And how I talked and talked! There was so much to say, so much informing and explaining to be done! The tragedy of Spain; the despicable Anschluss; the treacherous Munich Pact (just signed the previous month); the Sudetenland threat. How she must have marveled at the erudition of this country lad! (Or perhaps she had already been warned by her cousins about the strange beliefs of these Campbells. Perhaps her long silences and her shy, quiet questions were her own skilful politics at work. I will never know.) But politics is extraneous to the relationship of the sexes, when it comes to love making. Marxism is neither improved nor diminished by a kiss; no social revolution erupts when a boy and girl press their bodies together in the moonlight. I did not know these things at the time. It took me many years to learn the difference between life and living. So I talked on, trying to draw her deeper into my world, but succeeding only in building higher walls between us.

Yet, for all the attention I gave her, my feelings for Ann were neither clear nor consistent. (What she really thought of me, I probably had no idea.) A fourteen-year-old boy has no established patterns of behaviour when it comes to the opposite sex. There are no strong precedents; he is essentially an explorer. And so our romance waxed and waned, as it were, until she returned to Sydney Mines at the end of October. We said goodbye carelessly, without regrets, and with little thought for the future. This happens too, when you are young and feeling your way. But after she was gone a strange thing happened to me. Infatuation set in more strongly than ever, almost like the condition of relapse that ill people sometimes suffer. I longed for her night and day, and moped about the farm dreaming of her. And, at the first opportunity, I went to Sydney Mines to recapture her love.

But, as you can probably guess, the game was lost. We walked along Main Street like two strangers, with scarcely a word to say and not daring to hold hands in such a public place. I recall that she wore a new winter coat, with a coloured scarf—the coat was beige, and looked white under the street lights. I must have looked out of place with my knee-boots, belted leather jacket (badly worn), and my old leather cap with the earflaps. I had no money to take her to the movie or the restaurant, so after some aimless store gazing we turned down Pond Street and walked to its very end, where there is a wooden fence and beyond that a field which leads I don’t know where. We embraced there in the dark, far from the town’s lights, and there was no moon, just the lights from houses further up the street. Afterward we talked a little about Hughie and Flora and Sadie Mae and the others, and then we walked back up Pond Street, and the chasm between us was wider than before. By the time we parted at her house, we had grown so detached that we shook hands! My heart was bursting, but I was helpless in the face of this incomprehensible strangeness. I walked back toward town biting my lip and fighting back the tears.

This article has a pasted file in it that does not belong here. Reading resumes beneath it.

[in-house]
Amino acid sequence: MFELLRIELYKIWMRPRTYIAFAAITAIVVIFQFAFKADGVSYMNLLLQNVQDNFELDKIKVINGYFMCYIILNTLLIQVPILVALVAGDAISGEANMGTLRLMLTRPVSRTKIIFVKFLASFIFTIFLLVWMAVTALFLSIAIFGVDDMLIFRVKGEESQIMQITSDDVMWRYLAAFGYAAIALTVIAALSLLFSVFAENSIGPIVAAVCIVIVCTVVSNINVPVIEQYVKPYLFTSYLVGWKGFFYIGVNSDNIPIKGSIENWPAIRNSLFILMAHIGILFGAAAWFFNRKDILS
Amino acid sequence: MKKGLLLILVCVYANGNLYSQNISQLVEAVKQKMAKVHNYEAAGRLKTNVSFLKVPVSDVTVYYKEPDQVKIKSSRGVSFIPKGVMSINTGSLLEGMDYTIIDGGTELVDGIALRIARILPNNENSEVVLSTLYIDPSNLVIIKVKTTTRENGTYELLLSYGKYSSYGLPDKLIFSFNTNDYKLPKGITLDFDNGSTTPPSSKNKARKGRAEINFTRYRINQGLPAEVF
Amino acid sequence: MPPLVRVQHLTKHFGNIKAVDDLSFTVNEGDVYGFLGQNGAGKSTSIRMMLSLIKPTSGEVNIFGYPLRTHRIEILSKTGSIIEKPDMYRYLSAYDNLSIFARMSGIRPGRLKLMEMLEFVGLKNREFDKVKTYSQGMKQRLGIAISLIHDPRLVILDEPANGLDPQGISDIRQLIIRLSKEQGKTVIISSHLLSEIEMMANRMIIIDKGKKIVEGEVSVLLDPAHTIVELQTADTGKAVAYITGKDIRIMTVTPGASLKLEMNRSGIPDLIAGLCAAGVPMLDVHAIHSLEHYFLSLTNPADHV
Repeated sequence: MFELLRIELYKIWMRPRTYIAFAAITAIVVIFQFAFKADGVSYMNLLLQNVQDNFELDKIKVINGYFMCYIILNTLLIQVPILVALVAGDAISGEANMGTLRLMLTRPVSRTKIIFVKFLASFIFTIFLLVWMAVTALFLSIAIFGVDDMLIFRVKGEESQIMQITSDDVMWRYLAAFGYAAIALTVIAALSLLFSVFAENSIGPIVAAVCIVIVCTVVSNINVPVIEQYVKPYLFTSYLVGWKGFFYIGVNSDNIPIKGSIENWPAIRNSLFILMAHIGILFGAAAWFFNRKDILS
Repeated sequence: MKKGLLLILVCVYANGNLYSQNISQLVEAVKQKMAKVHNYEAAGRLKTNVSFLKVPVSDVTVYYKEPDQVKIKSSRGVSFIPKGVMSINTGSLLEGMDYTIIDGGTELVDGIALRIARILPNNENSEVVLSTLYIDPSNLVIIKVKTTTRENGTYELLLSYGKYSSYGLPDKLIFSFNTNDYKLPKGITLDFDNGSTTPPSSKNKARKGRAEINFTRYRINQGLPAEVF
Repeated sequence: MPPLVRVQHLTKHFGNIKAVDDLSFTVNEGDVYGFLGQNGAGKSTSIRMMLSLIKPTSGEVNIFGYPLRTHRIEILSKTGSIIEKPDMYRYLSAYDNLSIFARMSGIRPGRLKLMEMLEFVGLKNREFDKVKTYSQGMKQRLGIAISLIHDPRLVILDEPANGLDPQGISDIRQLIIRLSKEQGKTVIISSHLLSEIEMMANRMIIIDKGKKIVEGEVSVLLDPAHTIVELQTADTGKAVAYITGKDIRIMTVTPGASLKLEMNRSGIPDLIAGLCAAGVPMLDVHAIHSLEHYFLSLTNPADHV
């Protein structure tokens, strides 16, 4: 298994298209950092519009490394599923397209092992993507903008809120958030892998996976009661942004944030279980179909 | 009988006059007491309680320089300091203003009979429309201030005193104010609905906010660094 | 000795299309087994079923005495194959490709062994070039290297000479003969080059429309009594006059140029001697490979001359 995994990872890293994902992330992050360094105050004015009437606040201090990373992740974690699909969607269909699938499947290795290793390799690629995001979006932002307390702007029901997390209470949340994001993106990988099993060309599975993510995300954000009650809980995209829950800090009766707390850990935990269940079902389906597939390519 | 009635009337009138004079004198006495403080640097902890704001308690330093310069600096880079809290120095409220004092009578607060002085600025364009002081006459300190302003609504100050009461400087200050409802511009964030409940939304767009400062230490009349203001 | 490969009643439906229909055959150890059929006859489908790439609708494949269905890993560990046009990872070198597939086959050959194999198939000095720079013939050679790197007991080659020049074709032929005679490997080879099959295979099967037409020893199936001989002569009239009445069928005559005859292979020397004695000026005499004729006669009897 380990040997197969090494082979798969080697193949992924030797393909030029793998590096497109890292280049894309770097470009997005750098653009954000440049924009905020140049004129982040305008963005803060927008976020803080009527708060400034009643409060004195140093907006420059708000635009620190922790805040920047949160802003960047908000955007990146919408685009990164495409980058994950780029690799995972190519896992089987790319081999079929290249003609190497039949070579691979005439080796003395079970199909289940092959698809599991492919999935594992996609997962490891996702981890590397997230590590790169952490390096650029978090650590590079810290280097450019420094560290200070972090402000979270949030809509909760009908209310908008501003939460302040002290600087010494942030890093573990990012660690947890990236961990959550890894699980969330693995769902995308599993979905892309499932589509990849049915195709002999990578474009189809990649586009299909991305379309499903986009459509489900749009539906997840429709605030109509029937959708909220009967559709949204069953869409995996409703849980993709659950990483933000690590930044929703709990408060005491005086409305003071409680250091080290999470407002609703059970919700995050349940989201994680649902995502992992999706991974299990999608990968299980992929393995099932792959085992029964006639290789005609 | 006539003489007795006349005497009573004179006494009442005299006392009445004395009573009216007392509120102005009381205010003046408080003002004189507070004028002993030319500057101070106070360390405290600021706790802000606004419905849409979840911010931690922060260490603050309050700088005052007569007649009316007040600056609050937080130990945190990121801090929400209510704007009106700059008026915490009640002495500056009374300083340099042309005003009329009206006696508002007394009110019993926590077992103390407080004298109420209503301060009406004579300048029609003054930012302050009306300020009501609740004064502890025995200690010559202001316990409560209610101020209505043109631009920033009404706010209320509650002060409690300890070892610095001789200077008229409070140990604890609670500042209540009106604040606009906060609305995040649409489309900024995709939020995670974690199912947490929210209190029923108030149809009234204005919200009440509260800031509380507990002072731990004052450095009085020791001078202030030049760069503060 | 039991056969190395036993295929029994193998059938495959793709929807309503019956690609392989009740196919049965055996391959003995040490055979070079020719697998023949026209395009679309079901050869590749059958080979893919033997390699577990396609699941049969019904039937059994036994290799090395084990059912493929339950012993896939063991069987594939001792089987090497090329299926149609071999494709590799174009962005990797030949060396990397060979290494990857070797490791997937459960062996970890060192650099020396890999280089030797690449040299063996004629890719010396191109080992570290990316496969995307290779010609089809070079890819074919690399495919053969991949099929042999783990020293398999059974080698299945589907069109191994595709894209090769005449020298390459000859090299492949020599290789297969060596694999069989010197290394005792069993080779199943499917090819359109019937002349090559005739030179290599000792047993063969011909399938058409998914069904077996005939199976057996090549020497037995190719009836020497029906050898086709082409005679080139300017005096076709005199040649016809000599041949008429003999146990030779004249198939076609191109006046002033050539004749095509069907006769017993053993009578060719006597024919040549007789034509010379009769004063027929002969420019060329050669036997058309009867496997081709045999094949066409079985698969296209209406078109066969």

I nursed this infatuation for a year—and what a year it was, with the old homestead burning down, the move of the entire family to Sydney Mines, to Millville, and back to Sydney Mines, and then the outbreak of World War II. Although I saw Ann once or twice around town, I never spoke to her again. My chances of rebuilding our romance had further dimmed with the war crisis: the soldiers were in town. They were billeted in the old General Office, and tents were going up in the fields beside Chapel Road. The soldiers tramped through town, looking almost foreign in their new uniforms and jaunty berets. Young girls on the street pushed each other and giggled whenever a soldier walked by. They were the talk of the town. It was not an auspicious time for a sexually precocious fifteen-year-old without money or, for that matter, a decent pair of pants. But I was not alone; there were a number of young fellows in the same position. And fortunately, there were at least a few girls who did not go raving mad over the uniformed invaders. Early in 1940 I met one: Helen Maclean, a tall, carefree brunette from Burchell Street, who instantly became my best girl and sidekick. I did crazy things with her: I recall one sun-filled, windy day in early spring, down by the cliffs off Shore Road, I clambered to the top of a billboard, crawled along and hung from the middle—my boots striking the face of the chic lady holding the Winchester cigarette—while Helen screamed with laughter on the ground below me. But that’s another story. Helen was the balm that healed the wounds of my first grown-up romance, and for that I am everlastingly in her debt. I thought little more of Ann Gibbons until sometime later in the summer, when Malkie McMullen told me that Ann was engaged to marry a soldier who was stationed in Sydney Mines. Need I say that I felt a stab of anguish? But memories were fading, and by the time I left for Ontario in the fall the romantic affair of two years earlier was all but forgotten.

I heard no more of Ann until four years later. In the fall of 1944 I was on a hospital ship in the English Channel, returning to Blighty with other wounded men from Europe. I struck up a conversation with a soldier sitting beside me on the deck, and knew at once from his speech that he was a Maritimer. It turned out that he was from Florence, and before long I learned that he knew several of the Matthews boys, as well as other Sydney Miners. Ann Gibbons flashed into my mind, and I asked him if he knew her. “I know who she is,” he said, “and it’s funny you should mention her. My sister told me in her last letter that Ann Gibbons died—in childbirth, it was. Her first baby, too.” I sat in silence, my mind trying to grapple with the reality of what he had said. In a sense, she had been dead for me for several years, and now the announcement of her death only served to make her live again in my memory. As the hospital ship plied its way toward the coast of England, I dreamed of those Boularderie nights when Ann and I walked through the woods and fields and along the shore, of the October moon that never deserted us, and of the bewilderment of a fourteen-year-old boy growing painfully to manhood.

2 comments:

GenVi said...

Thank you for sharing this remarkable and very poignant letter.

Brian Campbell said...

Thanks, GenVi. Your appreciation made the effort of transcribing it from the handwritten original and posting it well worth it.